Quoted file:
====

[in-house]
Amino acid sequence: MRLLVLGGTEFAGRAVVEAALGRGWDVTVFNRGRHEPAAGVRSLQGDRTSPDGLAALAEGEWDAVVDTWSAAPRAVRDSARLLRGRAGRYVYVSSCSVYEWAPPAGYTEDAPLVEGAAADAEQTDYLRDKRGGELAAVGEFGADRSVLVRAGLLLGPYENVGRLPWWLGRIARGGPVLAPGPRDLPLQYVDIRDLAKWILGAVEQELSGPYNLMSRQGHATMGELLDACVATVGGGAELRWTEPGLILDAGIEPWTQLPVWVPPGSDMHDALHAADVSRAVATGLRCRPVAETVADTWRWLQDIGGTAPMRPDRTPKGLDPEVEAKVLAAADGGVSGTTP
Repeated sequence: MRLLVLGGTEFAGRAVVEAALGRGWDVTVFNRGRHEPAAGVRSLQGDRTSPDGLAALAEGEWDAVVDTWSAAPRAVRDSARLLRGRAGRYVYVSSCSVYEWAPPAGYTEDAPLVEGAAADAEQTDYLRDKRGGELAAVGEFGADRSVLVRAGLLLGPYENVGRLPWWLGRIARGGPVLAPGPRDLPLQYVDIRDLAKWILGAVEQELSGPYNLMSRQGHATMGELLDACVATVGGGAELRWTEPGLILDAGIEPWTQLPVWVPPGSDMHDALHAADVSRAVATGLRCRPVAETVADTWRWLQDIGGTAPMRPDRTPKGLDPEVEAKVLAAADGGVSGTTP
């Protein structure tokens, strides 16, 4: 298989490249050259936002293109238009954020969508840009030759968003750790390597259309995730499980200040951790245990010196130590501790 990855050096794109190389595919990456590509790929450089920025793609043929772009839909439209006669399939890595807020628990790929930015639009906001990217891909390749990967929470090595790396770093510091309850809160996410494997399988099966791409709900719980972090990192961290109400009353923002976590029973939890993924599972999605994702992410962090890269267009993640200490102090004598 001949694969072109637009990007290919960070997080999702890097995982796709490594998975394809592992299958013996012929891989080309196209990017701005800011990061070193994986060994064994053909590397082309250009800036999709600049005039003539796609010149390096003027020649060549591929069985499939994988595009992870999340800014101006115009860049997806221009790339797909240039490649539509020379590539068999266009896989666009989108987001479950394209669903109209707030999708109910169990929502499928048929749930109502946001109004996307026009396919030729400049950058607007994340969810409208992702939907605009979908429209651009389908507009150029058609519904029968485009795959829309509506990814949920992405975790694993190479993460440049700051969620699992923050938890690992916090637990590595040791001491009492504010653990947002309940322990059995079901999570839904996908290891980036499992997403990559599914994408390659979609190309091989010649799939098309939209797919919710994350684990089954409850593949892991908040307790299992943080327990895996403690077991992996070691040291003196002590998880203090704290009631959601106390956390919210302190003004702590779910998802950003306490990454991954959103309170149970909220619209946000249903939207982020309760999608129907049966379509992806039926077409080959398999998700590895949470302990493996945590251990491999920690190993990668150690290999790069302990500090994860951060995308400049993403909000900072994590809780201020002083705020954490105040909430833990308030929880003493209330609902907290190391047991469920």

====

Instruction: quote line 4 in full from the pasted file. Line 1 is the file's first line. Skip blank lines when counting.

């Protein structure tokens, strides 16, 4: 298989490249050259936002293109238009954020969508840009030759968003750790390597259309995730499980200040951790245990010196130590501790 990855050096794109190389595919990456590509790929450089920025793609043929772009839909439209006669399939890595807020628990790929930015639009906001990217891909390749990967929470090595790396770093510091309850809160996410494997399988099966791409709900719980972090990192961290109400009353923002976590029973939890993924599972999605994702992410962090890269267009993640200490102090004598 001949694969072109637009990007290919960070997080999702890097995982796709490594998975394809592992299958013996012929891989080309196209990017701005800011990061070193994986060994064994053909590397082309250009800036999709600049005039003539796609010149390096003027020649060549591929069985499939994988595009992870999340800014101006115009860049997806221009790339797909240039490649539509020379590539068999266009896989666009989108987001479950394209669903109209707030999708109910169990929502499928048929749930109502946001109004996307026009396919030729400049950058607007994340969810409208992702939907605009979908429209651009389908507009150029058609519904029968485009795959829309509506990814949920992405975790694993190479993460440049700051969620699992923050938890690992916090637990590595040791001491009492504010653990947002309940322990059995079901999570839904996908290891980036499992997403990559599914994408390659979609190309091989010649799939098309939209797919919710994350684990089954409850593949892991908040307790299992943080327990895996403690077991992996070691040291003196002590998880203090704290009631959601106390956390919210302190003004702590779910998802950003306490990454991954959103309170149970909220619209946000249903939207982020309760999608129907049966379509992806039926077409080959398999998700590895949470302990493996945590251990491999920690190993990668150690290999790069302990500090994860951060995308400049993403909000900072994590809780201020002083705020954490105040909430833990308030929880003493209330609902907290190391047991469920």